Anyway, thanks Adam for continuing to follow this. Uhub rocks!

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If whoever does get 2024 runs at true break-even, shame on us

No, that just means that the other city is better equipped to handle the event than Boston could be. Los Angeles has the experience and many venues that can be reused from two previous Olympics, so I have some confidence they could pull it off again.

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I thought it would have been interesting if Boston could have been the smartest people in the room and figure out how to make a sustainable (versus black hole of lost tax dollars) Olympics work.

The problem is, Boston2024 was made up of easily some of the worst project managers that ever managed a project. It was not our best and brightest-- it was the usual revolving door of well-connected but dimly-lit bulbs who somehow manage to survive when there's no real scrutiny, so they figured they could do it again in a half-assed way and no one would notice or care.

The repeated failures of this group, no matter how many local celebrities they forced onto their board (with or without notifying said celebs in advance, of course), were so numerous, obvious, and egregious that to think they'd be able to handle the actual running of the games is laughable.

To whit: claiming they had cleared the use of Widett Circle as the main venue with all the current businesses, a claim that was repeatedly proven false; deciding to use Squantum Point Park for volleyball without informing DPR, the actual owners of the park; deciding that taking over Franklin Park for a destructive activity and then promising a pool as a legacy that no one wanted because no one at B24 every actually, you know, asked anyone; refusing to release the bid documents for weeks, then only releasing heavily edited and redacted versions that, in their original form, showed a $500m deficit that they repeatedly claimed never existed until their own documents (released under public records laws, after a fight) showed it did; promising to not require public financing when their own internal super-secret documents proved otherwise once the public was allowed to see them; having uninformed people like Shirley Leung, who didn't realize that four of the largest venues weren't already in existence and would need to be built from scratch, as some of your main proponents; on and on and on.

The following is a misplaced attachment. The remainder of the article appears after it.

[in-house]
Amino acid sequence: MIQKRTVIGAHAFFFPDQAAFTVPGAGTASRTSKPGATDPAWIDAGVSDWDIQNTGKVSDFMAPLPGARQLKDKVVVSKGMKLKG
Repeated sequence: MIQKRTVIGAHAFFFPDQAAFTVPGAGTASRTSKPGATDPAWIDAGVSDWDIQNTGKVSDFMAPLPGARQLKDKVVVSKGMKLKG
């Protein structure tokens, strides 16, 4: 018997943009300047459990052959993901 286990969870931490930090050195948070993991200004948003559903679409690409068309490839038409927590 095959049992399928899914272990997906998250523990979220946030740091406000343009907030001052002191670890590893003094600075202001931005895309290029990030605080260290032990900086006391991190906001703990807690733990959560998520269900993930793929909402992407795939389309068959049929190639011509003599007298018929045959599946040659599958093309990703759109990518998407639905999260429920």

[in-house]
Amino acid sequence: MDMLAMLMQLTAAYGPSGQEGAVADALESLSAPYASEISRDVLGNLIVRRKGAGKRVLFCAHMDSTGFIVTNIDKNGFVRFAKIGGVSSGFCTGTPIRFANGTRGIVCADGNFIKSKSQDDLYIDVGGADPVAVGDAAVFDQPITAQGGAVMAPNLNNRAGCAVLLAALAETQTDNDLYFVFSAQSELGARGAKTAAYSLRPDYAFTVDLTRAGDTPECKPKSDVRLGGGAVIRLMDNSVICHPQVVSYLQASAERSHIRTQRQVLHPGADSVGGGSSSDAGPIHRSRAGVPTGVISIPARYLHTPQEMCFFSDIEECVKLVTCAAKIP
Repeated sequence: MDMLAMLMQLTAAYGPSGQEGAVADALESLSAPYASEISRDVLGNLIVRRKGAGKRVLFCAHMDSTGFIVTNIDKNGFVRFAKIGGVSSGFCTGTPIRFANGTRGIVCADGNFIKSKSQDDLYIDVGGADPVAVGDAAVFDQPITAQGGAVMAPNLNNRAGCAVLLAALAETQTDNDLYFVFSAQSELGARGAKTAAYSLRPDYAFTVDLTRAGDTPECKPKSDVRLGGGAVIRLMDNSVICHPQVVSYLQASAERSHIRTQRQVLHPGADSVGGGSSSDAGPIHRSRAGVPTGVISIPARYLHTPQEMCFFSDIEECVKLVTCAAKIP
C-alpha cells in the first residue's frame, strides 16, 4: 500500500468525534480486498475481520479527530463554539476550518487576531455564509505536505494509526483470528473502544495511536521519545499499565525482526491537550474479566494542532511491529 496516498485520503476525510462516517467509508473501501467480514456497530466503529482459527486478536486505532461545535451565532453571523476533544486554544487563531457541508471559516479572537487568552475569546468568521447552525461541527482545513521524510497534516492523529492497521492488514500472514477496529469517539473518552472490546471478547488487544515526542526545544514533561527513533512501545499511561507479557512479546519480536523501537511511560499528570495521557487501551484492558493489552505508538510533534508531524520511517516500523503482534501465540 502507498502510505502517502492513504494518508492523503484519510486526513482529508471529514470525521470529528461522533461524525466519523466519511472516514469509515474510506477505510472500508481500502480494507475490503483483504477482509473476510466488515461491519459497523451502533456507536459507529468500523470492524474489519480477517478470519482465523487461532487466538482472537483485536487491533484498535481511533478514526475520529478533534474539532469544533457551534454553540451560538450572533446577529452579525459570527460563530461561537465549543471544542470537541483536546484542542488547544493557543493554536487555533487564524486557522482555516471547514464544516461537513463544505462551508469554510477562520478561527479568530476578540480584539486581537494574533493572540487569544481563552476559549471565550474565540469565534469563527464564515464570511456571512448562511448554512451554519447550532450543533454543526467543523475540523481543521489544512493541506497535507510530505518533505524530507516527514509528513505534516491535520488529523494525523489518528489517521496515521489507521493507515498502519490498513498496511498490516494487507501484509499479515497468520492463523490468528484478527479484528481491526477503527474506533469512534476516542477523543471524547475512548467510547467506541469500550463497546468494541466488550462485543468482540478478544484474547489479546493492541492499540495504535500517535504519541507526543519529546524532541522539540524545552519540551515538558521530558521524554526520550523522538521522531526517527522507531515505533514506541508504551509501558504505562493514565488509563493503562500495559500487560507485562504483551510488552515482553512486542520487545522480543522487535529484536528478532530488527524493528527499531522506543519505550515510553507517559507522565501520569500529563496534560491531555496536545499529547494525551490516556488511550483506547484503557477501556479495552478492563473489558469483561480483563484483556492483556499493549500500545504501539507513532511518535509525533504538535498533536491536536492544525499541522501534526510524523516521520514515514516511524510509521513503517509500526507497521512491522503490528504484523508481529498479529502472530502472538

We as a community dodged a huge bullet with this. I think the Olympics *might* be good for Boston, when it isn't thrown at the community from behind closed doors and with the only people making decisions being the same ones who will wildly profit from them. Next time, put together an open planning process over a few years that brings together neighborhoods to find ways to make this work on the city's timeline and with the region's goals in mind, then put forward a bid. Trying to cram billions of dollars of one-time use construction into a shortened timeframe to suit the wealthy and privileged elite of the IOC was a sure-fire recipe for graft (oh, sorry, I mean "overruns") and spoils that we would all be left holding the bag for.

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I disagree that this is interesting.

I thought it would have been interesting if Boston could have been the smartest people in the room and figure out how to make a sustainable (versus black hole of lost tax dollars) Olympics work.

I think we already have several more interesting projects. For starters, I would like to see our smartest come up with a reinvented MBTA that runs on time, efficiently, cleanly, and is sustainable financially. Perhaps someday, someone will figure out how to prevent 3 or 4 bus 39's from riding in a convoy between Forest Hills and Back Bay as well.